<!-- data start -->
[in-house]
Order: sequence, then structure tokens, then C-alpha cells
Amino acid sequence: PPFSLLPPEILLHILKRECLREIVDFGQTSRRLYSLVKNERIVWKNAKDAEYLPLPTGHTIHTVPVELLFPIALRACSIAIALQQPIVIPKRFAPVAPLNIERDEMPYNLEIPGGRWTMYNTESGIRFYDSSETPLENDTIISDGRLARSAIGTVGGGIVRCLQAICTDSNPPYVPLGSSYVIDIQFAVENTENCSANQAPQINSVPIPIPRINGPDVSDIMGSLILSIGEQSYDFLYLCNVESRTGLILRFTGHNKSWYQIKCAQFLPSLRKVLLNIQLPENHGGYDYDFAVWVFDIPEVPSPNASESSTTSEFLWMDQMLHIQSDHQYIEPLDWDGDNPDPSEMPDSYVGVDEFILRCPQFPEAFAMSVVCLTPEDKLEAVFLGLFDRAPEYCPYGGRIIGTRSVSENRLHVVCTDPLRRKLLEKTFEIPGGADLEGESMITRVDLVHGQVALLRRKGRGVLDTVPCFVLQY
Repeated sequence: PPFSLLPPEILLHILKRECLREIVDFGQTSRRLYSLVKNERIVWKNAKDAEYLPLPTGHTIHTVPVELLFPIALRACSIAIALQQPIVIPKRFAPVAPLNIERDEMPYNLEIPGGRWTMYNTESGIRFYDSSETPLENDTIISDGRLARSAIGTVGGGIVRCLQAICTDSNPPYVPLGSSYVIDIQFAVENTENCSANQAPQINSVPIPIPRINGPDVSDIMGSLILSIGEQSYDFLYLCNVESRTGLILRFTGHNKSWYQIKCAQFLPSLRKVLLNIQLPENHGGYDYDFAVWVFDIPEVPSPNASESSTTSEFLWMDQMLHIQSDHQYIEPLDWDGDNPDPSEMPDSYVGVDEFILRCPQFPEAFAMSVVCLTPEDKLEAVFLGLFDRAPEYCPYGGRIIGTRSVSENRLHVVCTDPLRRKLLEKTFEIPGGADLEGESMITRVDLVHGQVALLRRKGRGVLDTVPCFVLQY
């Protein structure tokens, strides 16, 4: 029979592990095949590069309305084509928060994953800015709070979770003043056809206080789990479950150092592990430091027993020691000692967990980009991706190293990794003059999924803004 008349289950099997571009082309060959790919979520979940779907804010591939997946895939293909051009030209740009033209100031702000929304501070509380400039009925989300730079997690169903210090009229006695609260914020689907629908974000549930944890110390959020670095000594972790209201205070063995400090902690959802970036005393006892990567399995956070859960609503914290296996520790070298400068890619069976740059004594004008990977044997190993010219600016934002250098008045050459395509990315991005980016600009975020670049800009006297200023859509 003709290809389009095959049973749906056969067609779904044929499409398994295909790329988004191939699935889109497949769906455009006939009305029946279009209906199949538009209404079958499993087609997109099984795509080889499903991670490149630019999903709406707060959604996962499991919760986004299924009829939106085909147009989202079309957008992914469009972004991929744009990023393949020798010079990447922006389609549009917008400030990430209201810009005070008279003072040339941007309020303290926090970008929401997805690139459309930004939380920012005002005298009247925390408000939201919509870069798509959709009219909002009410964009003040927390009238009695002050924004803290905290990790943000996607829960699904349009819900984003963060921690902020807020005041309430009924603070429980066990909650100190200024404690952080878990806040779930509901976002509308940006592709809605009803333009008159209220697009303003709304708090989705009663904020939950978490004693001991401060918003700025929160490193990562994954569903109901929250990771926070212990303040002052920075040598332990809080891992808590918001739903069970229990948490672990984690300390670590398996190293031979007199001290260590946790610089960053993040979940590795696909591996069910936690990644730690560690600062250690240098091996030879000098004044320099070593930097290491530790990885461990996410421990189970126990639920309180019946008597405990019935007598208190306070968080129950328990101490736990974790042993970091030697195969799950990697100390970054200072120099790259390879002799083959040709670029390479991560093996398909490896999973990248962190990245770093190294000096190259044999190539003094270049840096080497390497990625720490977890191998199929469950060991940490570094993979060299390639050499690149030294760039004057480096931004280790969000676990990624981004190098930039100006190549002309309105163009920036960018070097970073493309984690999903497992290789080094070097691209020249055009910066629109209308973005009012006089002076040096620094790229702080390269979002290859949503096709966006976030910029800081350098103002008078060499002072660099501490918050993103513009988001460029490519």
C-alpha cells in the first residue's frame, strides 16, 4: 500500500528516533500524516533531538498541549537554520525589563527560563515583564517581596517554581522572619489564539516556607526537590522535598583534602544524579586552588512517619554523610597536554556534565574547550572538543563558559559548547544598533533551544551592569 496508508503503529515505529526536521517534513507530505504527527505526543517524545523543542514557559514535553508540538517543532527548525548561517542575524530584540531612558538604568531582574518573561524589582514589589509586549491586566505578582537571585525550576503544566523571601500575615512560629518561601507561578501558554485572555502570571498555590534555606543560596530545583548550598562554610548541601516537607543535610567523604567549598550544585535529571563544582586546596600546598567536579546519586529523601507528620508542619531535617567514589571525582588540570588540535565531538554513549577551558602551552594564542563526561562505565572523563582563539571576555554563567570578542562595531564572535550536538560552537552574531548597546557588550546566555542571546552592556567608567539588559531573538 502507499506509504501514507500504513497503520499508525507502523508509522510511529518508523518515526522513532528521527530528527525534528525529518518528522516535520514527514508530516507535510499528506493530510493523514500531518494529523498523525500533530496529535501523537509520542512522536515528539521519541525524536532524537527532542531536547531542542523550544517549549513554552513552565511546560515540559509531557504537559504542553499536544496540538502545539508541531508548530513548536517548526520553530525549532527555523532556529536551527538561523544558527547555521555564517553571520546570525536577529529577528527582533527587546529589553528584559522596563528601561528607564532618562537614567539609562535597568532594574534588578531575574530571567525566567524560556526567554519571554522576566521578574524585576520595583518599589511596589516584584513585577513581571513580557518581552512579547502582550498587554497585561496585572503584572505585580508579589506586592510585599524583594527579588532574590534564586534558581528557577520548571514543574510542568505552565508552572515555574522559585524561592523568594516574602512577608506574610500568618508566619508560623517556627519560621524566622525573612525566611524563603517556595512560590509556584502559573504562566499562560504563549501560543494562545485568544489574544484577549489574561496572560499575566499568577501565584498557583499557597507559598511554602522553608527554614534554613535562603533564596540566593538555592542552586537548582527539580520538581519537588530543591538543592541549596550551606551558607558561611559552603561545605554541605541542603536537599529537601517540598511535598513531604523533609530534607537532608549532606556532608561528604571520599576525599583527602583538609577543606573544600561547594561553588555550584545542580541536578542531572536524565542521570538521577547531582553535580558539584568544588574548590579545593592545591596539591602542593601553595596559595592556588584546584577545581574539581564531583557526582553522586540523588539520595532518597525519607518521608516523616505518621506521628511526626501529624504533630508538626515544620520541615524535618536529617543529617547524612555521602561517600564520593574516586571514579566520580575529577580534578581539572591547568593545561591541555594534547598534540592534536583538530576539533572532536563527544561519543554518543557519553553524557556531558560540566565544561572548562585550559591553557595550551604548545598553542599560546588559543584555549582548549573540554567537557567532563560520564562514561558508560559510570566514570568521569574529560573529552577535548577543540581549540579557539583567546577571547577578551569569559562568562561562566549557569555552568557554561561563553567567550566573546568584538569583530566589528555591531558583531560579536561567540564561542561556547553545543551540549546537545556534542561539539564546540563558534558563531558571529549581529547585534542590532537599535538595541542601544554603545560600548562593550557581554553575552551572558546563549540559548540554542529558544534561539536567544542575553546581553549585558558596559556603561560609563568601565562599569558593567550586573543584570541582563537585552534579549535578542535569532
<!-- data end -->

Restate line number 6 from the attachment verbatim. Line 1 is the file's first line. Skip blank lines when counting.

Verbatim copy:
C-alpha cells in the first residue's frame, strides 16, 4: 500500500528516533500524516533531538498541549537554520525589563527560563515583564517581596517554581522572619489564539516556607526537590522535598583534602544524579586552588512517619554523610597536554556534565574547550572538543563558559559548547544598533533551544551592569 496508508503503529515505529526536521517534513507530505504527527505526543517524545523543542514557559514535553508540538517543532527548525548561517542575524530584540531612558538604568531582574518573561524589582514589589509586549491586566505578582537571585525550576503544566523571601500575615512560629518561601507561578501558554485572555502570571498555590534555606543560596530545583548550598562554610548541601516537607543535610567523604567549598550544585535529571563544582586546596600546598567536579546519586529523601507528620508542619531535617567514589571525582588540570588540535565531538554513549577551558602551552594564542563526561562505565572523563582563539571576555554563567570578542562595531564572535550536538560552537552574531548597546557588550546566555542571546552592556567608567539588559531573538 502507499506509504501514507500504513497503520499508525507502523508509522510511529518508523518515526522513532528521527530528527525534528525529518518528522516535520514527514508530516507535510499528506493530510493523514500531518494529523498523525500533530496529535501523537509520542512522536515528539521519541525524536532524537527532542531536547531542542523550544517549549513554552513552565511546560515540559509531557504537559504542553499536544496540538502545539508541531508548530513548536517548526520553530525549532527555523532556529536551527538561523544558527547555521555564517553571520546570525536577529529577528527582533527587546529589553528584559522596563528601561528607564532618562537614567539609562535597568532594574534588578531575574530571567525566567524560556526567554519571554522576566521578574524585576520595583518599589511596589516584584513585577513581571513580557518581552512579547502582550498587554497585561496585572503584572505585580508579589506586592510585599524583594527579588532574590534564586534558581528557577520548571514543574510542568505552565508552572515555574522559585524561592523568594516574602512577608506574610500568618508566619508560623517556627519560621524566622525573612525566611524563603517556595512560590509556584502559573504562566499562560504563549501560543494562545485568544489574544484577549489574561496572560499575566499568577501565584498557583499557597507559598511554602522553608527554614534554613535562603533564596540566593538555592542552586537548582527539580520538581519537588530543591538543592541549596550551606551558607558561611559552603561545605554541605541542603536537599529537601517540598511535598513531604523533609530534607537532608549532606556532608561528604571520599576525599583527602583538609577543606573544600561547594561553588555550584545542580541536578542531572536524565542521570538521577547531582553535580558539584568544588574548590579545593592545591596539591602542593601553595596559595592556588584546584577545581574539581564531583557526582553522586540523588539520595532518597525519607518521608516523616505518621506521628511526626501529624504533630508538626515544620520541615524535618536529617543529617547524612555521602561517600564520593574516586571514579566520580575529577580534578581539572591547568593545561591541555594534547598534540592534536583538530576539533572532536563527544561519543554518543557519553553524557556531558560540566565544561572548562585550559591553557595550551604548545598553542599560546588559543584555549582548549573540554567537557567532563560520564562514561558508560559510570566514570568521569574529560573529552577535548577543540581549540579557539583567546577571547577578551569569559562568562561562566549557569555552568557554561561563553567567550566573546568584538569583530566589528555591531558583531560579536561567540564561542561556547553545543551540549546537545556534542561539539564546540563558534558563531558571529549581529547585534542590532537599535538595541542601544554603545560600548562593550557581554553575552551572558546563549540559548540554542529558544534561539536567544542575553546581553549585558558596559556603561560609563568601565562599569558593567550586573543584570541582563537585552534579549535578542535569532